It’s also referred to as the Resting Metabolic Rate (RMR), which would be the number of calories your body would if you stayed in bed all day.
The BMR for each individual varies depending on factors such as sex, height, weight, and amount of fat and muscle on the body.
Calculate your BMR using a calculator or the following formula:
- Men: BMR = 88.362 + (13.397 x weight in kg) + (4.799 x height in cm) – (5.677 x age in years)
- Women: BMR = 447.593 + (9.247 x weight in kg) + (3.098 x height in cm) – (4.330 x age in years)
How many miles to run for weight loss?
To burn one pound of fat, you will need to burn 3,500 calories. On average, running one mile will burn 100 calories, meaning that you need to run 35 miles in order to burn one pound of fat. This works out at 5 miles a day, 7 days a week.
For most people, going from no exercise to running 5 miles a day, is nigh on impossible, and could cause injury. It’s better to slowly increase the number of miles run per week so that your body has time to adjust.
Find a training plan that suits your level of fitness. Sticking to a running plan will help you to stay focused on your goals, as you can track your progress across the weeks.
Running to increase a calorie deficit
As we mentioned above, the key to weight loss is aiming for at least a 500-calorie deficit per day. Running is a great way to achieve this.
When we run, we are constantly contracting and releasing muscles throughout our bodies. This makes our heart rate increase, as it pumps the blood to deliver oxygen and nutrients to the muscles.
This process requires calories, which means that as we run, our body will burn more calories in order to support the activity.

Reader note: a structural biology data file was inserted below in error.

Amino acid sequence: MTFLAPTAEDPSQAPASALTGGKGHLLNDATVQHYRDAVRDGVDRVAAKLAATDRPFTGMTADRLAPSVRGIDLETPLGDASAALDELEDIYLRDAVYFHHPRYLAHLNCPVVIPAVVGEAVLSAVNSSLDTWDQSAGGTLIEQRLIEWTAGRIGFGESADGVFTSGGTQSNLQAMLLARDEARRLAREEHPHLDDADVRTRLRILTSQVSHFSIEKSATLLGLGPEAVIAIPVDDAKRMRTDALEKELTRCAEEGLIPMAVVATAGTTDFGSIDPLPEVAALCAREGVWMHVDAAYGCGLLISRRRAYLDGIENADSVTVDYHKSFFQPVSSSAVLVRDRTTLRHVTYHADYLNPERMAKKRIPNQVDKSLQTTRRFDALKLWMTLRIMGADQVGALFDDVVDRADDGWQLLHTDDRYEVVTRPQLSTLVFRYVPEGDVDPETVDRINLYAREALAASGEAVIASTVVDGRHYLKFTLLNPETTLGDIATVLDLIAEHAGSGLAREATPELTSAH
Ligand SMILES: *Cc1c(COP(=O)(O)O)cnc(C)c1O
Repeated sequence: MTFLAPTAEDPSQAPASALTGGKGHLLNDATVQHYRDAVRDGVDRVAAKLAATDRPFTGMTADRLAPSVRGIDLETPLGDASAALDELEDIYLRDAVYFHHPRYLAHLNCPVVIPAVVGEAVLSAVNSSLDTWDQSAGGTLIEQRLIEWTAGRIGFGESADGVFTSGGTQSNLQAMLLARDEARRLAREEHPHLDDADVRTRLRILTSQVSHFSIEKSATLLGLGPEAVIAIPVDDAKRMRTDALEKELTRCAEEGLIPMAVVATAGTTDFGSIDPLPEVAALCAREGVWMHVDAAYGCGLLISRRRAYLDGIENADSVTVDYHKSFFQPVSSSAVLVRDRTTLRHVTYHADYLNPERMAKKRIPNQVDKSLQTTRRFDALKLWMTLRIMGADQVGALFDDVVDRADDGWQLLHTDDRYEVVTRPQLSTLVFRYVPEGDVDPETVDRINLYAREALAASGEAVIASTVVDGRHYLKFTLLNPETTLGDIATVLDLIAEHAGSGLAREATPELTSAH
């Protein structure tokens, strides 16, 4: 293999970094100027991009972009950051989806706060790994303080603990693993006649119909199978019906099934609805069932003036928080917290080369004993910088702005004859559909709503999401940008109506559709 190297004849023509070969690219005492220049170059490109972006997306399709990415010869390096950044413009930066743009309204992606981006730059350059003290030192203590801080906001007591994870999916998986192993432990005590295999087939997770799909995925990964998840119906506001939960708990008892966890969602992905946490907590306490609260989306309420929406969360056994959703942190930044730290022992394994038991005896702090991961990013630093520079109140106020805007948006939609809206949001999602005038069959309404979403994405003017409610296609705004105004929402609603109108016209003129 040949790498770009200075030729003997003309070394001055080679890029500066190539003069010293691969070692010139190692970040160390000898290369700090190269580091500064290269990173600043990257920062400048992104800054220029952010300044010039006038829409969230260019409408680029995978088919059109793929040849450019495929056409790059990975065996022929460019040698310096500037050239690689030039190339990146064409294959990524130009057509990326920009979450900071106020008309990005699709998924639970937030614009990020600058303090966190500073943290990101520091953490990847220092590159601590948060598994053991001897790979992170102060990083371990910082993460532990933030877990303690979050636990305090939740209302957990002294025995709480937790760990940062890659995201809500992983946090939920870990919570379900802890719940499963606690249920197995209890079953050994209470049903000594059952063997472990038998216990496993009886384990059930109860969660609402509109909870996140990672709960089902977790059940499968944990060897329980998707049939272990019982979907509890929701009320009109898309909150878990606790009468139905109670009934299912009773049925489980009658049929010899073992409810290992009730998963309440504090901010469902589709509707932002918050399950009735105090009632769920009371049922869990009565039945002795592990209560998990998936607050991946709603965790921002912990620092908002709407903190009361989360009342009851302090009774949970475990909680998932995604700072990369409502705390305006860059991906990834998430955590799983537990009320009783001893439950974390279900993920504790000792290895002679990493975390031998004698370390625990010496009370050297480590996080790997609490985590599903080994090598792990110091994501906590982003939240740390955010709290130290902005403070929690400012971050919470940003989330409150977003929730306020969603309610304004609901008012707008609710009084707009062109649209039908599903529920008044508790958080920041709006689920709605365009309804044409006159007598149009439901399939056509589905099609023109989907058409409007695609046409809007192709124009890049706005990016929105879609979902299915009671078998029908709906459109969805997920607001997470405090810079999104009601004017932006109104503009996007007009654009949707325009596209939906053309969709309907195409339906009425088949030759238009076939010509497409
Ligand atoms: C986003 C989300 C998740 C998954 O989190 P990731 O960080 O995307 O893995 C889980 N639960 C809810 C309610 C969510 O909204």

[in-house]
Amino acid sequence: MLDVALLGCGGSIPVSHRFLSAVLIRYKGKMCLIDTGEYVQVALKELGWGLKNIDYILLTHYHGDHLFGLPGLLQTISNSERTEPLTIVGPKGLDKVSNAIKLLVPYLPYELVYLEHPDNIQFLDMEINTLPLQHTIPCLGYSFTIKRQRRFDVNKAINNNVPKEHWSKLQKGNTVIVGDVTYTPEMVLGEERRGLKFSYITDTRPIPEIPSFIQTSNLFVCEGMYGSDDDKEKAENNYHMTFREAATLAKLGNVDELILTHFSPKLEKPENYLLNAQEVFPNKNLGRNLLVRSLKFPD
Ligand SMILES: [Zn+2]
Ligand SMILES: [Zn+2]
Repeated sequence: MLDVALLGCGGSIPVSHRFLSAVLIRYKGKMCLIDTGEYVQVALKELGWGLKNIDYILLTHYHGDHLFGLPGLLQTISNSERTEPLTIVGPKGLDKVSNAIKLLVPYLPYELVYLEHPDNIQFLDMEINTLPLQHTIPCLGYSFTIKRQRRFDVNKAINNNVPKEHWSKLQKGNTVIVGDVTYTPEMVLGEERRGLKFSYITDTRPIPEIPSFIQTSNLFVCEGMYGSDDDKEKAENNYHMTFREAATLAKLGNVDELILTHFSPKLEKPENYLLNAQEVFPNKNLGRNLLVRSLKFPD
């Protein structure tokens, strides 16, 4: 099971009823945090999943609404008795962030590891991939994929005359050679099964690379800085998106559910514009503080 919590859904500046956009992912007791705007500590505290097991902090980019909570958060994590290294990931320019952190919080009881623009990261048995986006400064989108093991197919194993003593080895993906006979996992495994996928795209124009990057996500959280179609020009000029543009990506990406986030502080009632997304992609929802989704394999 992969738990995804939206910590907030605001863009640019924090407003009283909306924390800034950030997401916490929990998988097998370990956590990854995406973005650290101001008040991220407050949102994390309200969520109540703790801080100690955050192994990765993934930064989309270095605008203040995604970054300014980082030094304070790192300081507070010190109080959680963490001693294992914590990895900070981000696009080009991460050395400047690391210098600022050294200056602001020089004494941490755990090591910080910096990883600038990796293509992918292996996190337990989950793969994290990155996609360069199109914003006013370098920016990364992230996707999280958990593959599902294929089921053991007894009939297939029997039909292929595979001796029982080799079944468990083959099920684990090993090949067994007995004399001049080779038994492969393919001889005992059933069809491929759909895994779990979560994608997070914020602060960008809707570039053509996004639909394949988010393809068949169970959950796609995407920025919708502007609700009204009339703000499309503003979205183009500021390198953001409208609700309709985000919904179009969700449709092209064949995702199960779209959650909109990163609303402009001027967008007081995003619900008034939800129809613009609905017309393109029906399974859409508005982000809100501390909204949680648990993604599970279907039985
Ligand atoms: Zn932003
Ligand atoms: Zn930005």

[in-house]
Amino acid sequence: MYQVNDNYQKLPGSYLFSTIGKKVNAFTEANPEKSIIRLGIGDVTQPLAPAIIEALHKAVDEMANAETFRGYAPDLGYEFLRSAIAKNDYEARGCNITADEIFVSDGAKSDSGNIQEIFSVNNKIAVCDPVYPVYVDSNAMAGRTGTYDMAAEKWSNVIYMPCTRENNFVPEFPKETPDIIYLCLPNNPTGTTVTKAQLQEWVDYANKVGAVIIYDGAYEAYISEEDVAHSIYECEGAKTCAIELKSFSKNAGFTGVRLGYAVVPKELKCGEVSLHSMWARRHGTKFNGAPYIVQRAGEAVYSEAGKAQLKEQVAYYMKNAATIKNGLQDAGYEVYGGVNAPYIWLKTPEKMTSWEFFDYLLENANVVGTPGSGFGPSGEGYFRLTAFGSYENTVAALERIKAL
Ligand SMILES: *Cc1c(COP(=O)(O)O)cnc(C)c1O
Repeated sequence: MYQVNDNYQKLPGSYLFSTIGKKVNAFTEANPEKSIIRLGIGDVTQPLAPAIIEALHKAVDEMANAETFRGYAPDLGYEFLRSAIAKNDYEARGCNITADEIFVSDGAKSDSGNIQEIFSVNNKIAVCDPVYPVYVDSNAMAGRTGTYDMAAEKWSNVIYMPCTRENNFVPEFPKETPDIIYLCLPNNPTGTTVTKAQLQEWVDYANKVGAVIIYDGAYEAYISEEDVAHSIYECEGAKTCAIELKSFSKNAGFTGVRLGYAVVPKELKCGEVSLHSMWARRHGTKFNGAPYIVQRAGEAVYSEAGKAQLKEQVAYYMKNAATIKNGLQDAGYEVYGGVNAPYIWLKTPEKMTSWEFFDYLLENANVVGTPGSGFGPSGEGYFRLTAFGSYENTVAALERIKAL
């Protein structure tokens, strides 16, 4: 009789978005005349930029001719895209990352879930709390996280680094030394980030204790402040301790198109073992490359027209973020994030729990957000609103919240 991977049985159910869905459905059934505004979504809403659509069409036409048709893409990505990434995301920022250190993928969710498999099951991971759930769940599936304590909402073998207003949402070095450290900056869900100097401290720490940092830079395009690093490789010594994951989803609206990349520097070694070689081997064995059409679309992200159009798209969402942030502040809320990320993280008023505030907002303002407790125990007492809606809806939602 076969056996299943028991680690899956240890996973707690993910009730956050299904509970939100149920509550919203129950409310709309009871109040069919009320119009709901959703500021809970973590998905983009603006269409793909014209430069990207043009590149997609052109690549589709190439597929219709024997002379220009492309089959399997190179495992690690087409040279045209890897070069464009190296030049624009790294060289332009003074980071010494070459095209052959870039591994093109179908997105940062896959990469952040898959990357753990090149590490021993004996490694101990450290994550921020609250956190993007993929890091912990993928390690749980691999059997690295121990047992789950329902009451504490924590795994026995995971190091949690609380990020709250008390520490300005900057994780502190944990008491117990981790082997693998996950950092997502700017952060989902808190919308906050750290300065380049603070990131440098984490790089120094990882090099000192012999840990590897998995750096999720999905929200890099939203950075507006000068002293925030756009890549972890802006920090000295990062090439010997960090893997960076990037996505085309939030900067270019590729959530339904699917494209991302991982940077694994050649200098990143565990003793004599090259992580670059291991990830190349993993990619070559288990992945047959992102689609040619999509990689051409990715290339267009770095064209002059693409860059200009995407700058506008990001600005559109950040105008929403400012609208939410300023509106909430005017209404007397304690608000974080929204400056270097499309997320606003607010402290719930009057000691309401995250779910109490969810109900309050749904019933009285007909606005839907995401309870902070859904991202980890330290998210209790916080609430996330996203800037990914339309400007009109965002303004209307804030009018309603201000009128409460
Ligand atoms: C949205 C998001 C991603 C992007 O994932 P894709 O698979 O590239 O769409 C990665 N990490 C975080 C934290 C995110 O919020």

If you aim to run 3 miles, 4 times a week, you will burn around 1,800 calories a week through running. Given that a pound of fat is 3,500, this means you will be burning half a pound of fat per week.
Mistakes to avoid when you’re looking to run to lose weight
When it comes to running to lose weight, there are a few rookie errors to avoid. Here are our tip tips to avoid them:
When you start to run, the chances are, it will feel difficult, especially if you’re carrying some extra weight. This is simply because you’re body isn’t used to it.
This means that you won’t be able to run very far or run for very long, meaning the number of calories you’ve burnt will be relatively low.
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After your run, you’ll feel the need to rehydrate. For some, this might lead to reaching for a Gatorade. However, a bottle of Gatorade contains 300 calories, which means that you’ve instantly undone over half of the hard work you’ve just put in.
Rehydrate by drinking still or sparkling water, which is calorie-free, and the most effective way to rehydrate.
Start off slow when running to decrease body weight
Running is one of the best exercise choices you can make for weight loss, as it burns a lot of calories in a relatively short amount of time. However, it’s important to build up the miles over a period of weeks.